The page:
That's a lofty claim, isn't it? Isn't there a new "next generation" every year? Well, to answer that last question, not always. But technology is evolving at such a rapid pace in the mobile world that we can scarcely buy a phone today without something better coming out a month later. And today, just days from Samsung's announcement of the next Galaxy phone, everyone is watching with bated breath to see what comes next.
The iPod may be dead, baby, dead, but that hasn't stopped Samsung from trying to enter the PMP market. The company's latest iterations of its Player line, the Galaxy Player 3.6 and 4.2, has landed and, not to put anything indelicately, but we're left to wonder why Samsung chose to enter this market, or what the company hopes to accomplish. After using the device for a few days, we're sure it's not going to shake up the media player market.
Most earbuds are designed for use while mobile; after all, they're inherently more portable and discrete than headphones. But not all of them are made for heavy activity. Ever try running or hitting the gym with most off-the-shelf 'buds? I have, for years. It's usually not an enjoyable experience. They need to meet some pretty specific criteria:
I want to put one thing on the table right away: I'm a huge fan of horror-actions games, so I have been insanely excited for the release of The Dark Meadow: The Pact for at least three months now. I've watched the trailer at least a few dozen times, read about the game for iOS (yes, this is a port), and done checked out any info I could find that wouldn't give away all the secrets of the game.
In recent memory, there are only 2 phones I've been as excited to lay my hands on as the One X, and those are the Galaxy Nexus and Galaxy S II. There's a good reason for my excitement: this is the first phone to pack Nvidia's excellent Tegra 3 CPU. And that's just the tip of the iceberg, really; other touted features - such as the amazing unibody design, ultra high-quality camera, and beautiful screen - help build upon that excitement.
Meet the TF300T, the newest addition to Asus's ever-expanding line of Android tablets. While the model number may suggest that it's the successor to the TF201 - the Transformer Prime - that's not exactly the case. Pick one up and it's immediately clear that this is really the successor to the TF101 (the original Transformer, or TF); it's wrapped in plastic like the 101 (the 201 is aluminum), and the dimensions are a bit more portly, as with the 101.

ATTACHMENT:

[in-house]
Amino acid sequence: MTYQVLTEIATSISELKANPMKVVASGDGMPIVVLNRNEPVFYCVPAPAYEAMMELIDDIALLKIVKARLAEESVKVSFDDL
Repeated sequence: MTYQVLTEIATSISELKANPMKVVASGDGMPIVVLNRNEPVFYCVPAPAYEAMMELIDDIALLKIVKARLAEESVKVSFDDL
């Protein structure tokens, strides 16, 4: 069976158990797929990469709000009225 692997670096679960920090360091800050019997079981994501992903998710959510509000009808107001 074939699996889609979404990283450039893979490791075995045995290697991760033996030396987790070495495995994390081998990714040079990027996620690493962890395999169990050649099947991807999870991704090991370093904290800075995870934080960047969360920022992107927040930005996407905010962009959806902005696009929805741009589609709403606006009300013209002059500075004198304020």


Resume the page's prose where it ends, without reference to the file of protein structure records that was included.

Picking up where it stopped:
There has been a trend lately of apps being released that act more like traditional floating windows. LilyPad HD, OverSkeen, and AirTerm have all garnered a lot of interest, but they are single use apps. Floating Widget does just what its name suggests: it makes widgets float on top of your apps. The implementation is a little odd at first, but once you learn the rules, Floating Widget is useful in a number of situations.
How many times have you thought to yourself, "I really, really wish I could put my phone on a tripod!" Ten? Thirteen? Three-hundred-ninety-four? Regardless of whether or not you've ever actually said that to yourself, Kickstarter-lauched product Capta is an awesome little accessory that lets you do that (and more!).
So, what else can Capta do? Mostly, it can just hold your phone in various positions. This is actually incredibly helpful, though, for different functions.
There comes a time in every multinational electronics conglomerate's life when it tries to get into personal audio. Samsung isn't a particular stranger to the home theater side of sound, and some of its soundbar products actually review pretty decently. But a high-end headphone manufacturer, Samsung ain't. Search "samsung headphones" on Amazon, and you'll struggle to find anything costing more than $20.
The EHS71 is Samsung's first attempt to break into the premium earbud market.